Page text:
Hotter Ocean Temperatures
Bowen snorkelers now see juvenile anchovy in the summer in Kwilákm, indicating that anchovy have begun breeding here as year-round residents. The anchovy, in turn, have become an important food for humpback whales, sea lions, and seals (all three are doing very well), and seabirds. Interestingly, the number of California sea lions wintering in BC has also increased. Are the sea lions following the anchovy north? More on Anchovy and other forage fish.
Warmer river and ocean temperatures have many negative impacts on cool-water species like the chum salmon raised in the Terminal Creek Fish Hatchery, released into the Lagoon, and living in Kwilákm as juvenile fish. Warmer waters bring more California sea lions to BC waters which, along with a booming seal population, means salmon are facing more predators. The warming sea also means fewer zooplankton (tiny animals drifting in the oceans) that salmon rely on for food. Scientists have calculated it takes roughly one ton of zooplankton to produce a single 5 kg salmon under ideal conditions. High temperatures in the river and creeks where salmon spawn, including in Terminal Creek, cause stress in fish. Salmon can die before reaching spawning grounds. More about Terminal Creek salmon.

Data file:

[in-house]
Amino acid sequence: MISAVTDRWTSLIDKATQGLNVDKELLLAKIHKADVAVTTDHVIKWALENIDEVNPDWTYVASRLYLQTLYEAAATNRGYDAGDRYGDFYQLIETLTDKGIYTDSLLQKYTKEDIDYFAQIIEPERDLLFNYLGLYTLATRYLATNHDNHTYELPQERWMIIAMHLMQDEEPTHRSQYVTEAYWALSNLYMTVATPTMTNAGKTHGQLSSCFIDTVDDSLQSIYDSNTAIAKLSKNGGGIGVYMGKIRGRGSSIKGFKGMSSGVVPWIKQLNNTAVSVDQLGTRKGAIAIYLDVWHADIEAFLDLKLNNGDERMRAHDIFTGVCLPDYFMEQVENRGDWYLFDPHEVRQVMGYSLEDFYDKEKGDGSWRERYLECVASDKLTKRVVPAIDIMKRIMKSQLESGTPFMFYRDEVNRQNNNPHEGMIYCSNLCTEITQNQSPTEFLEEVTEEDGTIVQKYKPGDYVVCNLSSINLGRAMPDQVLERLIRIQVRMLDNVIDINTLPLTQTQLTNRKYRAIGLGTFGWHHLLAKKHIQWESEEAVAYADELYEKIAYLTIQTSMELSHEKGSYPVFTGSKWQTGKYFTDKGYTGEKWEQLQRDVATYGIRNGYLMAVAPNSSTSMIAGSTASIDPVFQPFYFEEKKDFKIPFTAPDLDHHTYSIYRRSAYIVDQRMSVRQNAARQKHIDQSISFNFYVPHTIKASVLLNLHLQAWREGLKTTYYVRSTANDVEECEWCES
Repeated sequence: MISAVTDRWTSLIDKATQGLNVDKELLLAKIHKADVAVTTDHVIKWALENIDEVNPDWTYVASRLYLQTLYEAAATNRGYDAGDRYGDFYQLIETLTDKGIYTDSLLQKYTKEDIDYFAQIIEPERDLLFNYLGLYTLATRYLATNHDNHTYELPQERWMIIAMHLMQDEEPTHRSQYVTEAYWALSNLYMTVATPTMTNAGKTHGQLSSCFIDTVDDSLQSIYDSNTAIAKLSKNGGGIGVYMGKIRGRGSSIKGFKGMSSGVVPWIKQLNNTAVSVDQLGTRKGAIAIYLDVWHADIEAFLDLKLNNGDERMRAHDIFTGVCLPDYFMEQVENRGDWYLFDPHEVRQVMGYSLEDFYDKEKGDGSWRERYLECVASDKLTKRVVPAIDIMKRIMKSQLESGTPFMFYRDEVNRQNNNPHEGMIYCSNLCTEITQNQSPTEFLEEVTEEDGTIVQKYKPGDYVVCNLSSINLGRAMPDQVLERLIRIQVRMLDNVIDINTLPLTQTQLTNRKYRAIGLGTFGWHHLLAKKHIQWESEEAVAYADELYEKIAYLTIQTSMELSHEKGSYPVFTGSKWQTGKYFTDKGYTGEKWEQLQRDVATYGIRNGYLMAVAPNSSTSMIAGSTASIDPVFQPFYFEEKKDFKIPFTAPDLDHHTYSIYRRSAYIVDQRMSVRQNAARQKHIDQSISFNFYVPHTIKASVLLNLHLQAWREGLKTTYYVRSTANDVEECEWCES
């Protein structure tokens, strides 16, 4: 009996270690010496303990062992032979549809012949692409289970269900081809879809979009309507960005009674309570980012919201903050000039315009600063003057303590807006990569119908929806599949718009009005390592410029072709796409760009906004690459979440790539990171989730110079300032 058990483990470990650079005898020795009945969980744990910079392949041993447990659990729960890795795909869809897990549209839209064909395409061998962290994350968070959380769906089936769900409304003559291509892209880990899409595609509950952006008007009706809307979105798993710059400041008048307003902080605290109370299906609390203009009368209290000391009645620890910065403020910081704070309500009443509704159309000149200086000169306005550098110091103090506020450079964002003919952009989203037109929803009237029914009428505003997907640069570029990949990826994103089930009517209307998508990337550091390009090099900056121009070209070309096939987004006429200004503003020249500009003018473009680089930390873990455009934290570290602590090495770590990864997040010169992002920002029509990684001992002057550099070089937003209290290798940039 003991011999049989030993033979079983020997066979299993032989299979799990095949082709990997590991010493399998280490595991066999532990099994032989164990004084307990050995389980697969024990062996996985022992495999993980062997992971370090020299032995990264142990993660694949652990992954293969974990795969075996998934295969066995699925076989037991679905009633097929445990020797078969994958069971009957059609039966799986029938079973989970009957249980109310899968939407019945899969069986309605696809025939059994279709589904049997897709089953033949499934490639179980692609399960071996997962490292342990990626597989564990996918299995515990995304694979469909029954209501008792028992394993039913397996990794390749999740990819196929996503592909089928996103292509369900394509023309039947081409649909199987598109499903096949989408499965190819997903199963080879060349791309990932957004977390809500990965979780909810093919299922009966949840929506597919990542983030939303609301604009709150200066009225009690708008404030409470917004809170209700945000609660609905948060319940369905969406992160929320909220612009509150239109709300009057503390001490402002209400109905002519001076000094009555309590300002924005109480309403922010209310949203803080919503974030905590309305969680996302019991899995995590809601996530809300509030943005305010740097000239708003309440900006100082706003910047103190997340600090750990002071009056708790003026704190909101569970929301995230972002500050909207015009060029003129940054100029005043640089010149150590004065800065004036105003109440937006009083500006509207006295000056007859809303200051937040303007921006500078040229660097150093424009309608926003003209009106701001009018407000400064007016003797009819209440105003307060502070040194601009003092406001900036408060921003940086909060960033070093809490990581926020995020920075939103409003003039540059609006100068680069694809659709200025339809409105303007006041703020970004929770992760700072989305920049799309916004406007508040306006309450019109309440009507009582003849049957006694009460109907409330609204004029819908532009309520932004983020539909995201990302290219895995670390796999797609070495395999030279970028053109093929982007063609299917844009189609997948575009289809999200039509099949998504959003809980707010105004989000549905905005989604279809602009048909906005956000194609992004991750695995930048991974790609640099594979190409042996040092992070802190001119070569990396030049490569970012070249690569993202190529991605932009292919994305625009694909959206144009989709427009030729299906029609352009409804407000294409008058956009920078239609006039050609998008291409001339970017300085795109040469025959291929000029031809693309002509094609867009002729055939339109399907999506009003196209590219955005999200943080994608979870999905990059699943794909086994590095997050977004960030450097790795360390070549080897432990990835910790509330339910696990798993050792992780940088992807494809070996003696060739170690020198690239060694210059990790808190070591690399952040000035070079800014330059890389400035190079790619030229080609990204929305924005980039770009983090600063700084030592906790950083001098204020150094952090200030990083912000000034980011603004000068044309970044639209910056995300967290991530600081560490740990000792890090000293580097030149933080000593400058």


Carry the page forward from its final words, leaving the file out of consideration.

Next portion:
As the world’s oceans are warming, some species are stressed or dying out. Others are not feeling the heat at all. Jellyfish, for instance, are thriving in the deoxygenated, warm water resulting from the climate crisis; their numbers are increasing.